Instagram challenges and trending hashtags are a chance for brands to have fun and gain visibility. However, they can also be an opportunity to raise awareness and make a difference, which means pausing for a moment to consider whether you should participate and how best to do that.
One of the biggest recent examples of this was #BlackOutTuesday, with more than 22M posts to date. Brands and individuals shared a black square on their Instagram grid with the corresponding hashtag. While some participants had good intentions to make a difference, some were accused of performative activism and audiences were quick to question their actions – especially brands who had previously been called out for prejudiced behaviours.
Similarly, #ChallengeAccepted and #WomenSupportingWomen saw influencers and celebrities face criticism. On the surface, the challenge promoted female solidarity, but it was this superficial understanding that caused concern. Originating in Turkey, the challenge was a response to high rates of femicide, sharing black and white photos of women following their deaths. However, those who took part in the evolved iteration of the challenge faced criticism for being self-celebratory because they hadn’t understood the original meaning behind it.
While there are plenty of brands who could be more considered in their participation, others stand out for their approach – Ben & Jerry’s being top of this list. The values-led company has a history of activism and ensures it puts energy, time, and flavour behind any cause it speaks out about. Not only has the brand added nuance to its BlackOutTuesday messaging, it has also encouraged followers to act on climate change, called out MPs, and shared informative articles about refugees. The brand even dedicated paid ad spend to these causes, showing its commitment to making a change.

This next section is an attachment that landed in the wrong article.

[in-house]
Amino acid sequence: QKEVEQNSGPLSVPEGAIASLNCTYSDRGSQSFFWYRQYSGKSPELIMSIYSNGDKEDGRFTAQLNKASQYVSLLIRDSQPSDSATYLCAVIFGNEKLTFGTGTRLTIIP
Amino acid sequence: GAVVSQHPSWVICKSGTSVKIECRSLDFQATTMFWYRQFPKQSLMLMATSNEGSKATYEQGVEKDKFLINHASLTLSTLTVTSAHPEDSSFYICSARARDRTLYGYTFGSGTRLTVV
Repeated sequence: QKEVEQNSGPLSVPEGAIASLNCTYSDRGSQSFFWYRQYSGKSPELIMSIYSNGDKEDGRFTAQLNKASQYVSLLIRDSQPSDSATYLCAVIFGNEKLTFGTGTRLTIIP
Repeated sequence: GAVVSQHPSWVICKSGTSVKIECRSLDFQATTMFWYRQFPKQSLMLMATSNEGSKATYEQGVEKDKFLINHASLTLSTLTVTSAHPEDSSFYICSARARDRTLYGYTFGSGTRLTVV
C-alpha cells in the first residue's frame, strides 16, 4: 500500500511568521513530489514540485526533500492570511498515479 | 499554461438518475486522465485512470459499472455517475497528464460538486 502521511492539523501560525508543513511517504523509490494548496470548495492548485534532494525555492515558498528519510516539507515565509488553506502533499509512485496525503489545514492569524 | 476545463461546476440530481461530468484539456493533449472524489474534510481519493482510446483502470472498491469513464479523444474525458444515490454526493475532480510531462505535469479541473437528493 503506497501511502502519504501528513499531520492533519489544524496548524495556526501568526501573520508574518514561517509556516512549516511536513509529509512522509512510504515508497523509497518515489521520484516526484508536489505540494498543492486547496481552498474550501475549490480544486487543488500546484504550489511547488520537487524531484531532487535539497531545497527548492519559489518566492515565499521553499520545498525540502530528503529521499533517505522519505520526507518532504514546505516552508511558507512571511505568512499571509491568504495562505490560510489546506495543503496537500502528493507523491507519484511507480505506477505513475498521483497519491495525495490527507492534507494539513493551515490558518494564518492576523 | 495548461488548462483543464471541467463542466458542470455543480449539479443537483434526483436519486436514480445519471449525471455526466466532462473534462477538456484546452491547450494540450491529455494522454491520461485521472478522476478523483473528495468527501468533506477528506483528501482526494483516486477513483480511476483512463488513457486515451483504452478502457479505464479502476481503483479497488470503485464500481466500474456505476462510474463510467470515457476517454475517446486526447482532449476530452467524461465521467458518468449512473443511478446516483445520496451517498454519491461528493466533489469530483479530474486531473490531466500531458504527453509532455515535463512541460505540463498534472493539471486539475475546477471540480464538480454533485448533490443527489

As proven by Ben & Jerry’s, fighting for a cause is much more than one tweet, it’s about taking the time to identify and understand social justice issues, have tricky conversations and use your brand’s platform wisely. Here’s how.
Social media is fast paced, but that doesn’t mean posting at the drop of the hat. Take time to consider what you want to say and why. Unfortunately, if it’s because you feel like you should, that’s probably not good enough.
Farfetch did exactly this before responding to the Black Lives Matter movement.
Understand the wider context
You can have fun with so many trends and challenges, but be sure that that’s ok before you jump in. Ensure your response is sensitive to any more serious origins, and question whether it’s right to participate.
Have your own voice
Brands spend years perfecting their tone of voice. Ensure that your response to these challenges fits the voice you want to have and use them as an opportunity to showcase your values and build your brand persona.
Gymshark’s recent CM responses demonstrate its commitment to the amplification of Black, British voices.
Consider the hashtag
Hashtags might place your brand in the conversation, but consider whether they are always necessary to communicate your message.
Provided you understand what you’re participating in, be brave enough to go one step further and add something valuable to the conversation, rather than just creating an echo on social media.
The conversations happening on social media show how audiences are quick to question superficial statements and are eager to see tangible actions beyond the feed, making it more important than ever to show that your participation in trending conversations is authentic, considered and genuine.
This article was written by Danielle Clark, Writer at We Are Social in London.